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Cross-Disciplinary Climate Change Panel Prompts Discussion

From+left+to+right%3A+Maher%2C+Reiner%2C+Strock%2C+Leavitt.
From left to right: Maher, Reiner, Strock, Leavitt.

From left to right: Maher, Reiner, Strock, Leavitt.

Ian Ridgway ’19 / The Dickinsonian

Ian Ridgway ’19 / The Dickinsonian

From left to right: Maher, Reiner, Strock, Leavitt.

Ian Ridgway ’19, Staff Writer

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Dickinson professors across multiple disciplines provided input about knowledge and perception, using climate change as a case study in a panel discussion that took place on Monday, April 3.

The panel included Kristin Strock, assistant professor of environmental science, Toby Reiner, assistant professor of political science, Peter Leavitt, assistant professor of psychology and moderator Chauncey Maher, associate professor of philosophy. The event took place in Dana 110 and its primary aim was to discuss the facts of climate change and what is true in a time of alternate facts.

Strock first discussed some of the reasons she thinks there is such a large disconnect between science and political views. She examined how “scientist[s] come to their view of facts and opinions about climate change and how that might differ from the public perception of facts and opinions about climate change.” To exemplify the public perception of climate change, she used a quote from Scott Pruitt, the current administrator of the Environmental Protection Agency. Pruitt recently said he “does not agree about human contributions to the global warming that we are seeing…the scientific community has tremendous disagreement about this issue.”

Strock then presented findings that showed two thirds of the 11,000 abstracts published on climate change have no opinion on whether or not humans are the cause of global warming. However, in the remaining thousands of studies that do have an opinion 97% agree that climate change is human made. The “tremendous disagreement” that Pruitt was referencing does not actually exist. The entire country is split on the issue. According to Strock, only 52% of Americans think that most climate scientist agree that the earth has been warming.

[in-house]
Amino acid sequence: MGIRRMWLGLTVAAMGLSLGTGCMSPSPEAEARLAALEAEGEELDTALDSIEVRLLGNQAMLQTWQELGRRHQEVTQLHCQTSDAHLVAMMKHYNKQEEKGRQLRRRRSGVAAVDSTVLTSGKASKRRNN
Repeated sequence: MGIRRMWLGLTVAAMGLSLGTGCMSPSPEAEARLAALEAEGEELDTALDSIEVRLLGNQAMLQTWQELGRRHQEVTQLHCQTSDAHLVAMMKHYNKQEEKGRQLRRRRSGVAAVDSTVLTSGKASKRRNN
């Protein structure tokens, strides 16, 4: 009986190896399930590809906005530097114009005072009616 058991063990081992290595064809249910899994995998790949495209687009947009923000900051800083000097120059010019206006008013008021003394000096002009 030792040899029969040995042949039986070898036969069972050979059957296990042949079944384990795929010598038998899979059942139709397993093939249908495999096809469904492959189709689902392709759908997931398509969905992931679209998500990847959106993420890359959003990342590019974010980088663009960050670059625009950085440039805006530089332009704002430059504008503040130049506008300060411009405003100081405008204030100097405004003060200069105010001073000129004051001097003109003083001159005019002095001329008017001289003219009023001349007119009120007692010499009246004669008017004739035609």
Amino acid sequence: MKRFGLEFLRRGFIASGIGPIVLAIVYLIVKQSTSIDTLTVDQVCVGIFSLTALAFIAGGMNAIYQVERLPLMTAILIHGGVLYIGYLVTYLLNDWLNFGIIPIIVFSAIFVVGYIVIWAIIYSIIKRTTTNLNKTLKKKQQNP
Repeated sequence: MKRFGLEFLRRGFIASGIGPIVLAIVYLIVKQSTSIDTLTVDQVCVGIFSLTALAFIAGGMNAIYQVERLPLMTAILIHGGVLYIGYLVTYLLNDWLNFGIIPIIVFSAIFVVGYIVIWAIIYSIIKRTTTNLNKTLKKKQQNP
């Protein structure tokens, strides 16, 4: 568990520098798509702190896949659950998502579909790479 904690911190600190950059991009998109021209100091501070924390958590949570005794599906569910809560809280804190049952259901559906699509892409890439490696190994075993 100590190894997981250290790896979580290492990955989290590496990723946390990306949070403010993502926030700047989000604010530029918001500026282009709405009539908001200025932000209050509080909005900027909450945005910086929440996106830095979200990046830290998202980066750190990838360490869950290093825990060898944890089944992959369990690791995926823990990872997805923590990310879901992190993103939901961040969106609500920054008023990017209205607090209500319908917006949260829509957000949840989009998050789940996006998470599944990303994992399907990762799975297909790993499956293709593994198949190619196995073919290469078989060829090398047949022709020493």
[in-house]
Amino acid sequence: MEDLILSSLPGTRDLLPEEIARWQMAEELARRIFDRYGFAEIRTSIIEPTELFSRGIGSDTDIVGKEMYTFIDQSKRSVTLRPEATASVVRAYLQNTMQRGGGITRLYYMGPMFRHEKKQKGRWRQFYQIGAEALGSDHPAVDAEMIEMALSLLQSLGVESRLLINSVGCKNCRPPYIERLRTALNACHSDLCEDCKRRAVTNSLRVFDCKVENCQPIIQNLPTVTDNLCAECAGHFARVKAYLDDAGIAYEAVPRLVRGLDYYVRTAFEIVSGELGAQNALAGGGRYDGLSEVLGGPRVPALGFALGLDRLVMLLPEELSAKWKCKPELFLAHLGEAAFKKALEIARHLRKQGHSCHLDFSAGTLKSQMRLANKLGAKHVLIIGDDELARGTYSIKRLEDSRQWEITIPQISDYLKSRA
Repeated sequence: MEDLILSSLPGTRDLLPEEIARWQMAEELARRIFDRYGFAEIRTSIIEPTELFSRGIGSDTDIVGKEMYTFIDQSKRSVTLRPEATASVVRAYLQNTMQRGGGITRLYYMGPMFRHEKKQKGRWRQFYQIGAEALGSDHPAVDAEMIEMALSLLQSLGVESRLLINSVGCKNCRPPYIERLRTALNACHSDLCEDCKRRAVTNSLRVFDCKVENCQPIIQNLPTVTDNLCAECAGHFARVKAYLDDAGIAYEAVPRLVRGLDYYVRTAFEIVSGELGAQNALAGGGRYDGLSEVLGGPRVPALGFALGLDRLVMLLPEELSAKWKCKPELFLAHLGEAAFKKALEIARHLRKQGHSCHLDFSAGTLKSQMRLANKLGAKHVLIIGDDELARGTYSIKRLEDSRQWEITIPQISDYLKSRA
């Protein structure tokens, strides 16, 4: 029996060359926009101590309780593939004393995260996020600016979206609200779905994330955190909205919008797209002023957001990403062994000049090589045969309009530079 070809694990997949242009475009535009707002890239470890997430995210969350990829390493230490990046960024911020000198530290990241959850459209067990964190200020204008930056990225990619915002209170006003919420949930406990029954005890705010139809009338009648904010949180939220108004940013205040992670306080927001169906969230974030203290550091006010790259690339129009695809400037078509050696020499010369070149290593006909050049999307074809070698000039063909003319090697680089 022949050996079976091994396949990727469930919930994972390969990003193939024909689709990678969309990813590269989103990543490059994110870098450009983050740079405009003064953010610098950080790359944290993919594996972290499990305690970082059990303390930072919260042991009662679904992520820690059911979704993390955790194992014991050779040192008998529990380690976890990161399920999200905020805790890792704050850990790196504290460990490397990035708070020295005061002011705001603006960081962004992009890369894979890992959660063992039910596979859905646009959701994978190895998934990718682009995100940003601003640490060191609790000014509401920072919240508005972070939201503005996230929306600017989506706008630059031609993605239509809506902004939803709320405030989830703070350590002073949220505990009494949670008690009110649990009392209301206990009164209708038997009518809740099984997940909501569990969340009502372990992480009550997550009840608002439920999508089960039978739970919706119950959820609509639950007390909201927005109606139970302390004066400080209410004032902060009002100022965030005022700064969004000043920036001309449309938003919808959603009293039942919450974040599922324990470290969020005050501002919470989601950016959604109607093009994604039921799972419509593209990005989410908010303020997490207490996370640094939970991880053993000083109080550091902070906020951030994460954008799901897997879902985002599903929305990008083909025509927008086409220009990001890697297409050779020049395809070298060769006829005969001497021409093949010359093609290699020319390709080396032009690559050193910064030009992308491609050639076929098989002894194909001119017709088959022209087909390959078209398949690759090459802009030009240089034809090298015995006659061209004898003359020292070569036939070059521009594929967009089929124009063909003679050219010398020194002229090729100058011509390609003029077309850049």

The next speaker of the night was Leavitt. He focused on the significance of social setting and how it influences the way humans think. As he described it, “the way that we see and view reality depends a lot on the social context that we are in.” Using the Allegory of the Cave by Plato, Leavitt showed how reality is simply not the same for everyone. His final point, before tying it all back to climate change, was that humans use cognitive frameworks to “quickly make sense of the world.”

Leavitt then showed a study that measures people’s perception of climate change. According to the results, almost 50% of people agree that global warming will cause harm in the future. However, when the question was switched to ‘do you think that global warming will harm you personally’ the numbers decreased nationally.

Next, Reiner provided insight into why certain people like Pruitt may reject the idea of climate change. He looked at two different ways countries should pay to help mitigate climate change. The first is to make those who are the richest pay for it. However, as Reiner points out, this then means that countries like Denmark, who have very high average household income would end up paying a lot to try to alleviate climate change. The second method, historical responsibility, would make countries that have caused the most acceleration towards climate change pay the most for alleviation efforts. In this case, the United States would pay the majority of the costs. According to Reiner, if Pruitt and other officials deny that climate change is human driven, then United States will not have to worry about trying to change anything.

Throughout the talk, Maher played devil’s advocate as he questioned the points of the panelists. At the end of Strock’s speech, he questioned if consensus was what is truly important when it comes to science. As Maher said, “just because a bunch of f*cking scientists said something does not make it true.” Strock responded with an agreement, stating that consensus does not matter in the scientific world, simply in the public sphere.

Strock concluded with the following statement, “I love that [this talk] brings together folks across disciplines to talk about such a pertinent issue. The solution to this issue has to cross disciplines as well so to have this conversation at Dickinson and to see students from all over the college engage on this issue is motivating.”

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Cross-Disciplinary Climate Change Panel Prompts Discussion